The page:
- Module code: AM204
- Module name: Early American Social History:1607-1775
- Department: Comparative American Studies
- Credit: 15
Module content and teaching
This module examines English colonies in North America from their establishment in the early seventeenth century to their break away from Britain in the 1770s. It will examine why the English felt the need for colonial expansion in the sixteenth and seventeenth centuries, why they chose North America and how they went about creating new societies three thousand miles from home. While much of the module will be arranged chronologically, time will be set aside for the consideration of several social, ethnic, and cultural themes that do not fit quite so neatly into this format.
Principal learning outcomes
a) the further development of study, writing and communication skills; b) to provide the opportunity, through writing a 4000 word essay, to develop some or all of the following skills: the in-depth study of a tightly focused topic; the use of some primary source material such as letters, diaries, and government documents; the detailed exploration of a historiographic debate; independent research on a topic not covered in detail during the module; c) developing critical analytical skills through the assessment of different interpretations of evidence by historians; d) a capacity to critically assess the handling of primary source material in the construction of historical interpretation and debate, especially where such evidence is limited; e) an awareness of different historical sub-disciplines, through the comparative assessment of the contribution of historians of the economy, gender, race and ethnicity to the study of Early America; f) to facilitate the use of online resources, and to familiarize students with technology and its uses.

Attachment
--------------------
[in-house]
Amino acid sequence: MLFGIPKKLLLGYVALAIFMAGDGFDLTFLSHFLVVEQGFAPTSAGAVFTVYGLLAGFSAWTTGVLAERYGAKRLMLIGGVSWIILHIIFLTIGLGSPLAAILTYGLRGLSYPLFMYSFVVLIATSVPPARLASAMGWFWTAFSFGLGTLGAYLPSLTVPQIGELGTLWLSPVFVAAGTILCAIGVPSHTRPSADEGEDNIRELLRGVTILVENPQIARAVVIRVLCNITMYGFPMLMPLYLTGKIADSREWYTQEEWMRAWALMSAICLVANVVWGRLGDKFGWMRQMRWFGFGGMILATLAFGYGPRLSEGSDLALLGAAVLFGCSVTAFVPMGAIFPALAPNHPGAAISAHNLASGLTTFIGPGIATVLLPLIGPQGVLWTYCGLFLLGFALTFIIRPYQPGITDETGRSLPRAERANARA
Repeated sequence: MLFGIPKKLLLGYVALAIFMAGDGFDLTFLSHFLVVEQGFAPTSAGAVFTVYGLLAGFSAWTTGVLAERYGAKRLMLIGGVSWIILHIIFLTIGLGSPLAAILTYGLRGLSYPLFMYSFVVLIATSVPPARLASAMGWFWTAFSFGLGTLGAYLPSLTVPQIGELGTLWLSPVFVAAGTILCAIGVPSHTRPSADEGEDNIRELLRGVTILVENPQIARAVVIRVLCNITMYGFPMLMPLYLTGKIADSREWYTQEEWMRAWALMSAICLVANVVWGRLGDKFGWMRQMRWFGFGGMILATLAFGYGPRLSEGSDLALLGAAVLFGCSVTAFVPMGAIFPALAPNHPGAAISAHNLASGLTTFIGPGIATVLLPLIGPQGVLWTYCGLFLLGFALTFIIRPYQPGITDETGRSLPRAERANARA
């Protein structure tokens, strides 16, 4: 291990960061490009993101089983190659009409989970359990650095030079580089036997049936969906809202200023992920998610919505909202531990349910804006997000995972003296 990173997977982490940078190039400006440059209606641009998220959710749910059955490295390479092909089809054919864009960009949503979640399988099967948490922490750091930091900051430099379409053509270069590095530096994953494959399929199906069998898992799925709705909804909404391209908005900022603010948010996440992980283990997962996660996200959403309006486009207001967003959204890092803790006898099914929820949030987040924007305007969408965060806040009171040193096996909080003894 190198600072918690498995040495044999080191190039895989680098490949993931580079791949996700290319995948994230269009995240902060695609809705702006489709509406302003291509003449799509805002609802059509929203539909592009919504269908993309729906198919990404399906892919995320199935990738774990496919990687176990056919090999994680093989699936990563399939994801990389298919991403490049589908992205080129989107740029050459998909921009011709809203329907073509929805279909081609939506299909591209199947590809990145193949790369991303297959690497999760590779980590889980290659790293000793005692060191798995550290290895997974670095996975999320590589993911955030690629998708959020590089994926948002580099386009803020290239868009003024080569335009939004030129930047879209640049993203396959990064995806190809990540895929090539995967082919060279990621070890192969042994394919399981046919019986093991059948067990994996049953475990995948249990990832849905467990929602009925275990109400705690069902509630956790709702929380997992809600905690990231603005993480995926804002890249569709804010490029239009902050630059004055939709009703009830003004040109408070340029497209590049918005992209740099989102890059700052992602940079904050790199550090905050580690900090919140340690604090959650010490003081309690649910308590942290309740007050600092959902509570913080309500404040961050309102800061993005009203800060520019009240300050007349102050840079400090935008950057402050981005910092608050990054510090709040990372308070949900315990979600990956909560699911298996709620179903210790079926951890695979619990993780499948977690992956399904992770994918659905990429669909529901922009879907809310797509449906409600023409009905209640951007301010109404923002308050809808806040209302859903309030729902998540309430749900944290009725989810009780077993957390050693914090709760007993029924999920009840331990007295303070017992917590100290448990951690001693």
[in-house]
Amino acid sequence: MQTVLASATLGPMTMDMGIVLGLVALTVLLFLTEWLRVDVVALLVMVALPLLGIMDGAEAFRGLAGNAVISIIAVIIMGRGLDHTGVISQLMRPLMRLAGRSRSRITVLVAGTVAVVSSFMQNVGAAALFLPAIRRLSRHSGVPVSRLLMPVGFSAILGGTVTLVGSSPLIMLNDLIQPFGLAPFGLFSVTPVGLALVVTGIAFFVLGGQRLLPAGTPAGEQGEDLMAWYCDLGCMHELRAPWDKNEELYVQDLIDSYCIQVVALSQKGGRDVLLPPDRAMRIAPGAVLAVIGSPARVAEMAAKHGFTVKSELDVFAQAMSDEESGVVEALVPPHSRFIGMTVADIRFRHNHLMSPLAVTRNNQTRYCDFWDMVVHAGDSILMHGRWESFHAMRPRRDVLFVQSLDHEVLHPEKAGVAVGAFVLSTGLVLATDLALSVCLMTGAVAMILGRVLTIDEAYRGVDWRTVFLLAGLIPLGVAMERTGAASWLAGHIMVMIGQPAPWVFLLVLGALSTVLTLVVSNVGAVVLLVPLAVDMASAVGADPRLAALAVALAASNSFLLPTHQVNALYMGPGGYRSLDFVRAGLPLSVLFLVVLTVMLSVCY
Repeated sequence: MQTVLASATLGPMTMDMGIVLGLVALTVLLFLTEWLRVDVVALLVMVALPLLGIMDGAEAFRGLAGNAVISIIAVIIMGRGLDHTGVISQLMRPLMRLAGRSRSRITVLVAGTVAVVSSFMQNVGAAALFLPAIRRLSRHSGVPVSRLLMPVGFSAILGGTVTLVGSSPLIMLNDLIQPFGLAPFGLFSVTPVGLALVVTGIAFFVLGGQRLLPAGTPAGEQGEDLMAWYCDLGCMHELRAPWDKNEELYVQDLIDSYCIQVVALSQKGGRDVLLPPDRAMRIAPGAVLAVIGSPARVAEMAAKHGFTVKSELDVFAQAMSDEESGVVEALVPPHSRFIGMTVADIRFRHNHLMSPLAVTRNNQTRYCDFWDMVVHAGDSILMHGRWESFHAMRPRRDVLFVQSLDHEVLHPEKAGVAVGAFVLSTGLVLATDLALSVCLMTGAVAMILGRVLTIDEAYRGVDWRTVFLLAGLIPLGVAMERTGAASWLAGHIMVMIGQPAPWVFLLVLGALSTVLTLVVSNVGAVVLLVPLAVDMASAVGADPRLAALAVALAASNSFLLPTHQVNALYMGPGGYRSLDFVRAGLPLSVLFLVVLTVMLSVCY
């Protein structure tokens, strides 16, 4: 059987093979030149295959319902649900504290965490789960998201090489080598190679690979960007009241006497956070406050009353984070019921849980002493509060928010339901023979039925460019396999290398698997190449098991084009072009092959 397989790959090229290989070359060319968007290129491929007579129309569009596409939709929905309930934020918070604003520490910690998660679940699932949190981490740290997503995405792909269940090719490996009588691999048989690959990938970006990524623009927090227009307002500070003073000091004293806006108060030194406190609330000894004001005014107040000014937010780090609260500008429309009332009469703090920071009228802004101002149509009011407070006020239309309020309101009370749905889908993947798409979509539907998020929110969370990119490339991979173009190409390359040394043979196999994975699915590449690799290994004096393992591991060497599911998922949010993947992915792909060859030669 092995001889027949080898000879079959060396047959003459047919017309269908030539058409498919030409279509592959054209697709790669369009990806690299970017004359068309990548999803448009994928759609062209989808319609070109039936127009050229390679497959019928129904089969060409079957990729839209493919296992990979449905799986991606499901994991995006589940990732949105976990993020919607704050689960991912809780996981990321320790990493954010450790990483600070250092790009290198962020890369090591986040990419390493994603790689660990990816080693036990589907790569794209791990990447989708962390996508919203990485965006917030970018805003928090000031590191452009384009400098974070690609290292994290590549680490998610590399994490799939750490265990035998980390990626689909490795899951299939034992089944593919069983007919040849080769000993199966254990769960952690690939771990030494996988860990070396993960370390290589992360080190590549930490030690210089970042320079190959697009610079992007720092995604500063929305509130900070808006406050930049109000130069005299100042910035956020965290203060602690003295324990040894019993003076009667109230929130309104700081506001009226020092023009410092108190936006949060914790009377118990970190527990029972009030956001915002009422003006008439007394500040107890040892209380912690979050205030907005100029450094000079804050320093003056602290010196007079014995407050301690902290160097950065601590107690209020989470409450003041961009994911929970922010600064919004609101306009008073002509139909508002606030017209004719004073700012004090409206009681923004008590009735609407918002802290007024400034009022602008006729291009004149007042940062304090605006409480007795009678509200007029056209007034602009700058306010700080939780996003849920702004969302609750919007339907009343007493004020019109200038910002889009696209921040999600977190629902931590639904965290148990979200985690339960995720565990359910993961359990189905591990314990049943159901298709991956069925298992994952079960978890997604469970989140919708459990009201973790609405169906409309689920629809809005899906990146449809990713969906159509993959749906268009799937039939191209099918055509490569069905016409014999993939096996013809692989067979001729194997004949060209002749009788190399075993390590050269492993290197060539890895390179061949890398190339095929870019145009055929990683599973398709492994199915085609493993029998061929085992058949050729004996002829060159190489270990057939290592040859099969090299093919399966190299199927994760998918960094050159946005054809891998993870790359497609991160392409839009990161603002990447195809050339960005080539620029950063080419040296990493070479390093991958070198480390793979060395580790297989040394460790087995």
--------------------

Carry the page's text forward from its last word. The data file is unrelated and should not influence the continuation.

Timetabled teaching activities
This module runs throughout the year, with weekly lectures and seminars.
|Assessment group||Assessment name||Percentage|
|15 CATS (Module code: AM204-15)|
|A (Assessed work only)||1000 word essay plan (V1L8 students)||25%|
|3000 word essay (V1L8 students)||75%|
This module is available on the following courses: